Ex-F.B.I. Agent Who Vanished on C.I.A. Mission to Iran Is Likely Dead, U.S. Concludes (

WASHINGTON — Trump administration officials have concluded that Robert A. Levinson, the retired F.B.I. agent who disappeared in Iran in 2007 on an unauthorized mission for the C.I.A., died while in Iranian custody, his family announced on Wednesday.

Newly revealed intelligence pointed to Mr. Levinson’s death, top national security officials told his relatives inside White House Situation Room in recent weeks, according to a person familiar with the meeting. The officials provided strong evidence that Mr. Levinson had died sometime in the past several years, the person said, but did not detail the proof.

“We recently received information from U.S. officials that has led both them and us to conclude that our wonderful husband and father died while in Iranian custody,” Mr. Levinson’s family wrote in a statement on Facebook. “We don’t know when or how he died, only that it was prior to the COVID-19 pandemic.”

But shortly after Mr. Levinson’s family issued the statement, President Trump appeared to contradict the findings of his national security officials. “It’s not looking great, but I won’t accept that he’s dead,” Mr. Trump said in response to a question about Mr. Levinson during a news conference. “They haven’t told us he’s dead, but a lot of people are thinking that is the case.”

It was not clear why Mr. Trump hedged his answer. Some government officials have long thought that Mr. Levinson was dead, though the F.B.I. said for years it was committed to finding him or his remains.

Mr. Levinson was the longest-held hostage in American history, according to the F.B.I. His disappearance caused a major scandal inside the C.I.A. after lawmakers discovered what happened, but it was kept quiet. Three longtime analysts were forced out, others disciplined and agency rules rewritten.

But the C.I.A. and other government officials never publicly acknowledged that Mr. Levinson was working for the agency even as friends and family confirmed it. Had they never uncovered his work, the secret might have died with Mr. Levinson.

The intelligence community’s assessment that Mr. Levinson is no longer alive puts to rest a question that has haunted his family for years. But it still remains unclear how and when Mr. Levinson died.

The Iranian government has never admitted abducting Mr. Levinson. This month, he would have turned 72. Earlier this month, on the anniversary of his disappearance, the F.B.I. said: “During the past 13 years, the only credible evidence of responsibility in Mr. Levinson’s disappearance has pointed to those working for the government of Iran.”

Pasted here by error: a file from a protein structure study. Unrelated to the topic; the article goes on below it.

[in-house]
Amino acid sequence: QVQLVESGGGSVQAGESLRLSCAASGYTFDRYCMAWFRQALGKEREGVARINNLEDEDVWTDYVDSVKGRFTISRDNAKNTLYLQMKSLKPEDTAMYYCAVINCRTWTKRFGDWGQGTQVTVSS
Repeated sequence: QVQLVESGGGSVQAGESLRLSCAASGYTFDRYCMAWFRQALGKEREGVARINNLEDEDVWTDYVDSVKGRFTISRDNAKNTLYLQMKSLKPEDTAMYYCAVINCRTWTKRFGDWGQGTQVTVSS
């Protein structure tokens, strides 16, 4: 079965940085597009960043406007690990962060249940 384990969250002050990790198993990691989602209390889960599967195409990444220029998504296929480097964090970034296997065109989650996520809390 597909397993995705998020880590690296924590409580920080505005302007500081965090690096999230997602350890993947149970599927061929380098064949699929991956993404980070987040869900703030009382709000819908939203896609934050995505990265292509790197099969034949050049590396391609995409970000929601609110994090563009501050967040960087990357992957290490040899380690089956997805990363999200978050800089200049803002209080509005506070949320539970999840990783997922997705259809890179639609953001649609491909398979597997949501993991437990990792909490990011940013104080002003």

The family thanked the C.I.A. director, Gina Haspel; the F.B.I. director, Christopher A. Wray; and Robert C. O’Brien, the national security adviser, in its statement. They were all in the White House meeting when the family was told, the person said.

Mr. Levinson disappeared from Kish Island, off the coast of Iran, on March 9, 2007. For years, United States officials would only say that Mr. Levinson, a former dogged F.B.I. investigator, was working for a private firm on his trip when he vanished.

He was last seen alive in a 2010 hostage video pleading for help and in photographs wearing a Guantánamo-style orange jumpsuit. Neither the video nor the images disclosed the identities of his captors. The video had a Pashtun wedding song popular in Afghanistan playing in the background, but F.B.I. investigators concluded that it was so artfully staged that it was probably made by a state-sponsored intelligence group.

In 2016, Iranian officials secretly informed the Obama administration that they had received intelligence that the remains of an American had been buried in Balochistan, a rugged, lawless region in western Pakistan that borders Afghanistan and Iran. Americans officials assumed that the remains were Mr. Levinson’s.

But the Pakistani authorities found no remains at the site, and American officials concluded that the report, rather than a gesture of good will, was a gambit by Iran to further cloud its role in Mr. Levinson’s fate.

Last year, Iran acknowledged for the first time that it had an open court case involving Mr. Levinson. In a filing to the United Nations, Iran said the case was “ongoing” before its Revolutionary Court, without elaborating.

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